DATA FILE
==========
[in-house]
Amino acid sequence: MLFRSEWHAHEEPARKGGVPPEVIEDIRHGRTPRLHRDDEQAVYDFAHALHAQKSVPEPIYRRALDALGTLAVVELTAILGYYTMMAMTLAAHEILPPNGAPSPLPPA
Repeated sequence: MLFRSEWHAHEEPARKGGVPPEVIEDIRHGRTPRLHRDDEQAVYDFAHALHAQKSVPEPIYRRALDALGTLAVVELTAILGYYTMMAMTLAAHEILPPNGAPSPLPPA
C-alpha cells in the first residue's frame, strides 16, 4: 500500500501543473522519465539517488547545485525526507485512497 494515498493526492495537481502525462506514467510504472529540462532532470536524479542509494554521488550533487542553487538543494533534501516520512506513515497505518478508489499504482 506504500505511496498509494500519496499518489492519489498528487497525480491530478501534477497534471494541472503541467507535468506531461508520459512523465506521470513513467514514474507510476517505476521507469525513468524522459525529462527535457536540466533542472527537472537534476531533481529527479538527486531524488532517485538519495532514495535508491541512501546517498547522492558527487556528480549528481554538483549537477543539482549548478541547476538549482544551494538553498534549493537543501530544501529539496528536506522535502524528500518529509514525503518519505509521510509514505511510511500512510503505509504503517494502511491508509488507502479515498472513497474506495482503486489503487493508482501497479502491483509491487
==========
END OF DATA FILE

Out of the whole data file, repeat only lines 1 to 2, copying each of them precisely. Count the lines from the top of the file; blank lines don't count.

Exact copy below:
[in-house]
Amino acid sequence: MLFRSEWHAHEEPARKGGVPPEVIEDIRHGRTPRLHRDDEQAVYDFAHALHAQKSVPEPIYRRALDALGTLAVVELTAILGYYTMMAMTLAAHEILPPNGAPSPLPPA